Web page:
Collar : 07/23/12 ~ IdaJane ~  PostOp: Dec. 2014

   Post-Op

                      Natasha  Collar: 04/03/08        ~ Pre-Op ~

                        ~ GRS / SRS  Scheduled for 10/23/19~

   Post-Op  10/24/19

Friday 0415 AM  October 25 , 2019

 

Greetings to the Transgender Community and to All our Friends !!!

 

 I wish to introduce for the first time anywhere and to you all ..........................................

 

 Miss Natasha Alison Murphy of Dublin ,Ireland

 

Natasha entered this world on December 10 , 1964 and until April 3, 2008 ..Was living a life with feelings she could not understand as it was a life lacking Identity.. many mixed feelings she did not understand ..she was born a male but felt torn with the female feelings she had inside .. Unknown to her she was playing a male role until her real inner self was released and her male role suppressed until it no longer existed...But thru Direction .. Instruction .. Her TG Therapist .. Her HRT Endo.. Her IPL Dermatologist ..TG support groups and some close friends .. She became more aware of herself and her being.. She came out to family.. Friends and Employer.. She went thru many personal trials .. Pain .. Suffering and Sacrifice .. She was living her life as a legal female with all the dot’s made and T's crossed .. A Femme Identity.. out and about .. Out of the closet and employed as a female .. She tested her female passport on many trips and gained more confidence .. She had learned much about herself during her journey as a TG .. and her path came to a crossroad .. so what does she do now .. go straight across and continue on that path  or make a turn .. she chose to turn and selected  a path to GRS .. she came to the bridge in London , UK.. That bridge was a Charing Cross Hospital Operating Room .. From there Surgeons helped her cross the bridge to a new path .. a new life as a Female .. As a Girl .. As a young Lady.. As a Woman .. Miss Natasha Murphy was truly born on Thursday October 24, 2019 in Charing Cross Hospital , London , UK  at 2:00 pm .. She will leave the Hospital on Wednesday October 30th and return home to Dublin and continue her new life. She will also remain a Member of the TV Chix Community with all her sisters and friends .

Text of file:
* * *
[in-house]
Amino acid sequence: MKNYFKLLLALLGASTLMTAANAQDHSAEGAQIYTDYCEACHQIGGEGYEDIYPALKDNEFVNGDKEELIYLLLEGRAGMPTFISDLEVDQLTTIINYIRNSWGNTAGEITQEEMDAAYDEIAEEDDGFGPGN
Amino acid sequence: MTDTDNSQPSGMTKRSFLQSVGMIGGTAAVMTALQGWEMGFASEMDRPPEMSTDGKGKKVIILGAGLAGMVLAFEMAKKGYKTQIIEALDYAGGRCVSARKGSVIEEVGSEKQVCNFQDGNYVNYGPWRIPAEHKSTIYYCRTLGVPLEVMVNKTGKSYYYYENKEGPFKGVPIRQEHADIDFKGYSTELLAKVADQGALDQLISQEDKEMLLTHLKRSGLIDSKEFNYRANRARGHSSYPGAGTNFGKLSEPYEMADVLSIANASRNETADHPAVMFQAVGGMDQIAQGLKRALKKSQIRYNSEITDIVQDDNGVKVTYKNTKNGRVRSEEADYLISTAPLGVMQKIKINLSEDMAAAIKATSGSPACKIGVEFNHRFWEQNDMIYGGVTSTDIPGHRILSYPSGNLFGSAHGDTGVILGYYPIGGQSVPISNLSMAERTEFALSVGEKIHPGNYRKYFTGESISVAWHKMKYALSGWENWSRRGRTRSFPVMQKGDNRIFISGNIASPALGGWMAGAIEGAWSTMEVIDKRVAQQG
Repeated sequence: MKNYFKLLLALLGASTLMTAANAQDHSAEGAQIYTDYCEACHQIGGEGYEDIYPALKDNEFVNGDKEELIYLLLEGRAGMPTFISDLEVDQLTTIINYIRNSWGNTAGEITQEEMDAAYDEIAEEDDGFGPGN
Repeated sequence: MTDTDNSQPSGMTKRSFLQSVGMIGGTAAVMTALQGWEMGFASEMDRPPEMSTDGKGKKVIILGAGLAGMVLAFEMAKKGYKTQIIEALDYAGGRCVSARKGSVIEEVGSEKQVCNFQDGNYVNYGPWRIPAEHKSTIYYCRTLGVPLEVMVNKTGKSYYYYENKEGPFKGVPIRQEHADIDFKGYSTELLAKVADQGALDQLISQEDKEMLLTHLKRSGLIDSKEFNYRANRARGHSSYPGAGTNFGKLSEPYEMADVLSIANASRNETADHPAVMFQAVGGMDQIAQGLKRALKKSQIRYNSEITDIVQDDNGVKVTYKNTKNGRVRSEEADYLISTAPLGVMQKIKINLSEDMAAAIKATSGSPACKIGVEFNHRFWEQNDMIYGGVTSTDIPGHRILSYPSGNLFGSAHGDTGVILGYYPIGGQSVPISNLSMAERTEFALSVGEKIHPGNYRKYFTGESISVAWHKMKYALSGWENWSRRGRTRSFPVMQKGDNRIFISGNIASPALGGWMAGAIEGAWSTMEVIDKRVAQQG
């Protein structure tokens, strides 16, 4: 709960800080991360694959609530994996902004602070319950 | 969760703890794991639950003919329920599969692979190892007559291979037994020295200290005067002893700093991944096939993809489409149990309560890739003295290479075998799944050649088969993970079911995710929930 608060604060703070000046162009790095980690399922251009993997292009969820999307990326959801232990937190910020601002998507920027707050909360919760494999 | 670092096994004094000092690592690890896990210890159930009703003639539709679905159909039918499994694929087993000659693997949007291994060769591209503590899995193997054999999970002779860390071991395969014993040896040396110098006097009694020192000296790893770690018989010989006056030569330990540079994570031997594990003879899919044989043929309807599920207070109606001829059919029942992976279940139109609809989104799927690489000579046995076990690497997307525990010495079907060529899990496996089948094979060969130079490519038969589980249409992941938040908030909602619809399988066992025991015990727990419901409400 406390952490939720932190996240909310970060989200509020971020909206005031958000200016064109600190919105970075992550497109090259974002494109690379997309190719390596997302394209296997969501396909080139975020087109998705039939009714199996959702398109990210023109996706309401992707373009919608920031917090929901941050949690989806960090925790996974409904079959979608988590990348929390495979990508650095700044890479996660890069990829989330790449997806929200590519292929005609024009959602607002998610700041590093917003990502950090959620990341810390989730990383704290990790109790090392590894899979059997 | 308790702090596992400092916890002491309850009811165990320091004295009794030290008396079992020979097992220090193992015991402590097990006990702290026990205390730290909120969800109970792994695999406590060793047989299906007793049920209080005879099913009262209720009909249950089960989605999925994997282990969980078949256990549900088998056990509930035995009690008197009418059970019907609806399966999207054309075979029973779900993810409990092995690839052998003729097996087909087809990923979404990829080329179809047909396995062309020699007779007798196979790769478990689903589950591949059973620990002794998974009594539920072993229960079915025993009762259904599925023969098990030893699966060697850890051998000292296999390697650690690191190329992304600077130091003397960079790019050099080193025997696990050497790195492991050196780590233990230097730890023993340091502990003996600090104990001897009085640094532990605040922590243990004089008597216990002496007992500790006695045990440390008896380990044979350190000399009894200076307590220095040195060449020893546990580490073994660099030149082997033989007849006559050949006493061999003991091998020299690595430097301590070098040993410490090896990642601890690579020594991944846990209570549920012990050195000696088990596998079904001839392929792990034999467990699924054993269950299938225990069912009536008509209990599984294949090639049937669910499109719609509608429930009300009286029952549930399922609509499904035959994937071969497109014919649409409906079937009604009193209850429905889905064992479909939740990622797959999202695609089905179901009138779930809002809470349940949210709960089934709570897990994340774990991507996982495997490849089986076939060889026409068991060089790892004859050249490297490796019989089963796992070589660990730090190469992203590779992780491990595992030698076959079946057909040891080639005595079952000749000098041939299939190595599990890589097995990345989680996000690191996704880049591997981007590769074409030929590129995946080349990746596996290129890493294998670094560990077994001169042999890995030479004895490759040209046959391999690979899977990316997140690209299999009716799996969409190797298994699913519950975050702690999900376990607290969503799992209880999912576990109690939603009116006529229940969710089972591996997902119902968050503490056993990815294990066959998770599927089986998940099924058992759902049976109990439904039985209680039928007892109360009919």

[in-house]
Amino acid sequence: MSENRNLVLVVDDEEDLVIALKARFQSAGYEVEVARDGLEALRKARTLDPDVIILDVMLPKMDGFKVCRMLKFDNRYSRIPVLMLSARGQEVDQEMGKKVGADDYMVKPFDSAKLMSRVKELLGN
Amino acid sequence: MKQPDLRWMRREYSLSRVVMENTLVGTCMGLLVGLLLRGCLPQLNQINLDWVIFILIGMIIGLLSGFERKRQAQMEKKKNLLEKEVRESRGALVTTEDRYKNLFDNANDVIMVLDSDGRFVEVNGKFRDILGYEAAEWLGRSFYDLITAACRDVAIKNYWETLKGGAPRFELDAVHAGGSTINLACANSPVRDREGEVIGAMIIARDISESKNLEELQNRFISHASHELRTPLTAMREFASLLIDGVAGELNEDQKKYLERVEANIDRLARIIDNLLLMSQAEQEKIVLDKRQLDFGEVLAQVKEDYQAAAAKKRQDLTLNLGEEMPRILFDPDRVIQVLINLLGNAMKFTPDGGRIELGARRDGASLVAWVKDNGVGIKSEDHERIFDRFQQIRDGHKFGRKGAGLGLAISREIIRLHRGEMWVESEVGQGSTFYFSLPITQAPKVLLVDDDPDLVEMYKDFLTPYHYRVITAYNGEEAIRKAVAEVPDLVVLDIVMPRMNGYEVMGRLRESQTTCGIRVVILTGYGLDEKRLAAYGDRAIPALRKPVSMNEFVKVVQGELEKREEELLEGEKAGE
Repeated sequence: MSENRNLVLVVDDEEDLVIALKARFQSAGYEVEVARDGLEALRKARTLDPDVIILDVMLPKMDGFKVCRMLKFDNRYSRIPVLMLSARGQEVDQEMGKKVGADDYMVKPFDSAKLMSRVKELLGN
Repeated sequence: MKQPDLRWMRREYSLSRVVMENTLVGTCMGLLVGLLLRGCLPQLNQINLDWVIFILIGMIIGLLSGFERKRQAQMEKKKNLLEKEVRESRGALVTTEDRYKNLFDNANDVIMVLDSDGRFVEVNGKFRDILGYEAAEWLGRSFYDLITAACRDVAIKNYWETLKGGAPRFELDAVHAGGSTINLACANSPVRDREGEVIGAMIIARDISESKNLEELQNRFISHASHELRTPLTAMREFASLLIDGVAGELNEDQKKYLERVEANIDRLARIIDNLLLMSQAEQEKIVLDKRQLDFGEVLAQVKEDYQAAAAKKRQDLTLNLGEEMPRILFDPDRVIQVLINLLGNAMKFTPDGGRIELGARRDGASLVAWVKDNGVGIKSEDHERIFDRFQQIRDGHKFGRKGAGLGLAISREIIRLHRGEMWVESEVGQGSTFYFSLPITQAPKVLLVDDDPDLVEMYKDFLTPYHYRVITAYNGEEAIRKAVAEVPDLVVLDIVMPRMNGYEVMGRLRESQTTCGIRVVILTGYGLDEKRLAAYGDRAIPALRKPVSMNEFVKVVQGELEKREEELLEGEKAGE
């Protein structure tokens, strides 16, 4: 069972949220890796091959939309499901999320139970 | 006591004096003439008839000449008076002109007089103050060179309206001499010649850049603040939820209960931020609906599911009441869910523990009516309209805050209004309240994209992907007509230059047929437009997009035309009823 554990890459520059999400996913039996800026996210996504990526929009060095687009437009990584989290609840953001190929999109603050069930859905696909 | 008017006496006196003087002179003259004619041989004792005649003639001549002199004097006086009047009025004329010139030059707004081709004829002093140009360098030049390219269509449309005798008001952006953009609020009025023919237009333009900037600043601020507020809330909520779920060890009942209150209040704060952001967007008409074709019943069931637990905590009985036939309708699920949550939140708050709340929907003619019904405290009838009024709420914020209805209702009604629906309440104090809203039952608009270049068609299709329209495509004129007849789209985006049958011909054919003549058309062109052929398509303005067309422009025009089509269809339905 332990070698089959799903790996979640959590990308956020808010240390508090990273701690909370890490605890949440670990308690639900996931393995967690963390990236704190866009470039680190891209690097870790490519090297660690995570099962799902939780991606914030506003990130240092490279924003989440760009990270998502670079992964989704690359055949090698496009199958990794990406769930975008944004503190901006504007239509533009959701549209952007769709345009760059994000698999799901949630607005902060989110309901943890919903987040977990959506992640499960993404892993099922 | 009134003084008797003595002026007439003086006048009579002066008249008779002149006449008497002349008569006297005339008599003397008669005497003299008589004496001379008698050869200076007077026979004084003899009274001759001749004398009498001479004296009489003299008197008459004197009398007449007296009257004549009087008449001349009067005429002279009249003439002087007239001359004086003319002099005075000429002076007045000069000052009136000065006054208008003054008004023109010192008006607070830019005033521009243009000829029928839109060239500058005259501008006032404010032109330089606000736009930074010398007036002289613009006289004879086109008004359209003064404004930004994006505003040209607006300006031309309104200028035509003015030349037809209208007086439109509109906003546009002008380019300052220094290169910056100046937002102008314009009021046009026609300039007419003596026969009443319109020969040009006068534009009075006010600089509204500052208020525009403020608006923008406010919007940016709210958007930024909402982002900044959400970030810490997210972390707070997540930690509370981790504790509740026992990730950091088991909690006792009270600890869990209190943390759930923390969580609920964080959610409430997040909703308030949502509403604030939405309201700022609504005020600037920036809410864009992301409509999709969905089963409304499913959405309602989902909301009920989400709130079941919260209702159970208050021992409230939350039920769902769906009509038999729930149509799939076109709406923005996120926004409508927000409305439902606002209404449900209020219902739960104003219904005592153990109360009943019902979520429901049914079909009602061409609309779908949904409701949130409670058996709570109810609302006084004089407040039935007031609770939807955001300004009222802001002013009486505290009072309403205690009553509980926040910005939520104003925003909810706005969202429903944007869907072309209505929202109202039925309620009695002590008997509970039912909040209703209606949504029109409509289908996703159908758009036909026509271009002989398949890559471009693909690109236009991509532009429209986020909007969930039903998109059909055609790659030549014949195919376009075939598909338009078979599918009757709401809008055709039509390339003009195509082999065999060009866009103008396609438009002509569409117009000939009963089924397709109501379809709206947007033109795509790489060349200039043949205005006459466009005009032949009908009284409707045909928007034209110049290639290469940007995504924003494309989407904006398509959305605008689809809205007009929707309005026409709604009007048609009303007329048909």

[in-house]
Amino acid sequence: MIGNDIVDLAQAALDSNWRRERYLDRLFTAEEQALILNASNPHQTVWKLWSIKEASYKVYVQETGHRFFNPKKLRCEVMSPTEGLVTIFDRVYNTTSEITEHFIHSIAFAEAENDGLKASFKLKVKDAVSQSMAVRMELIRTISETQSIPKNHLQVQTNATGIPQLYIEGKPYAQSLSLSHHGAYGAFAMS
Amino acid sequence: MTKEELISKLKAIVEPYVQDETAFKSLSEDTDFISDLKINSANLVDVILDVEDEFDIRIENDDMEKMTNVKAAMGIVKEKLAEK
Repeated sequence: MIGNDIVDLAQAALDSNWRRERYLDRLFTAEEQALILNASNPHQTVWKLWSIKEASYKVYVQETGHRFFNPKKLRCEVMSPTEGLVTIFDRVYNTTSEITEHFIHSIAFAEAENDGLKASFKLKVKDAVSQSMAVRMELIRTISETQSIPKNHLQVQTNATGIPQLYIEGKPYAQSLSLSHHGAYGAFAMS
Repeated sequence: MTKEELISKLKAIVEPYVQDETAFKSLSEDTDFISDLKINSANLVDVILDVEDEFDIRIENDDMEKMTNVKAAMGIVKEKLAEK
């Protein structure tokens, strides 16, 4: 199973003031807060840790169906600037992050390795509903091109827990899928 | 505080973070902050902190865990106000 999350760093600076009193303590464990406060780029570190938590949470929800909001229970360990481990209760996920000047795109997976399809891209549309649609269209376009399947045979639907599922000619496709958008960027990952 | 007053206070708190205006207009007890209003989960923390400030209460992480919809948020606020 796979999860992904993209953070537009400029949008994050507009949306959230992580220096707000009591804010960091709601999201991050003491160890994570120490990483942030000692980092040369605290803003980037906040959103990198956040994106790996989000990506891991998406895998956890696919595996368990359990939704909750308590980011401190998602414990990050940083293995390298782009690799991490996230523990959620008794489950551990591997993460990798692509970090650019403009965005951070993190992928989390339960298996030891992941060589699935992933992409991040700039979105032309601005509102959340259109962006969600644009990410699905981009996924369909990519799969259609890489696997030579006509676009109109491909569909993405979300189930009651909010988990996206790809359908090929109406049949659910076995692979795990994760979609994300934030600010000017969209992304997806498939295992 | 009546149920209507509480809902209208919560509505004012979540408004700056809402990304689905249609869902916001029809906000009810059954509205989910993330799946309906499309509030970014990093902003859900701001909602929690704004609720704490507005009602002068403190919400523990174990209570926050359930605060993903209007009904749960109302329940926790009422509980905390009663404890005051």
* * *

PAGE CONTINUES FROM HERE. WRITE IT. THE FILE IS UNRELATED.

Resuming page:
Welcome Natasha to a new life as a Female and to a new Sisterhood.....I am Mistress Darklady Camille .. For those of you that do not know Me .. this is what I'm about...Not BDSM ..The collar and slavery are for specific reasons .. You figure why.. My girls do not need to they already know...Natasha will continue under My tutelage as Darkladys_Natasha...she now will learn how to live her life as a Woman ... People say this is a game...ask Natasha yourself if it’s a game .. I wonder why she has given Me 11+ years of her life so far.. Even online this is not a game and It does not matter what goals or level are chosen .. It’s indeed real…

 

                                FROM NATASHA AFTER SURGERY

 

Natasha, 3:39 AM  Mistress, Good morning to You from a happy hospital bed..just been chatting with a member of team..all went well..couple issues..vagina is about 4.5 inch deep and it was quite tight for space but they are happy with everything..have been drinking plenty of water last night and I am having no issues passing it through the catheter..just had breakie and feel wee bit sore..was in and out sleep last night.. can feel it now.. very groggy...at the minute its looking likw Wednesday next for discharge..had the weirdest conversation last night between a flying pig, an elephant and a dancing monkey....blooming heck morphine is good..Love You.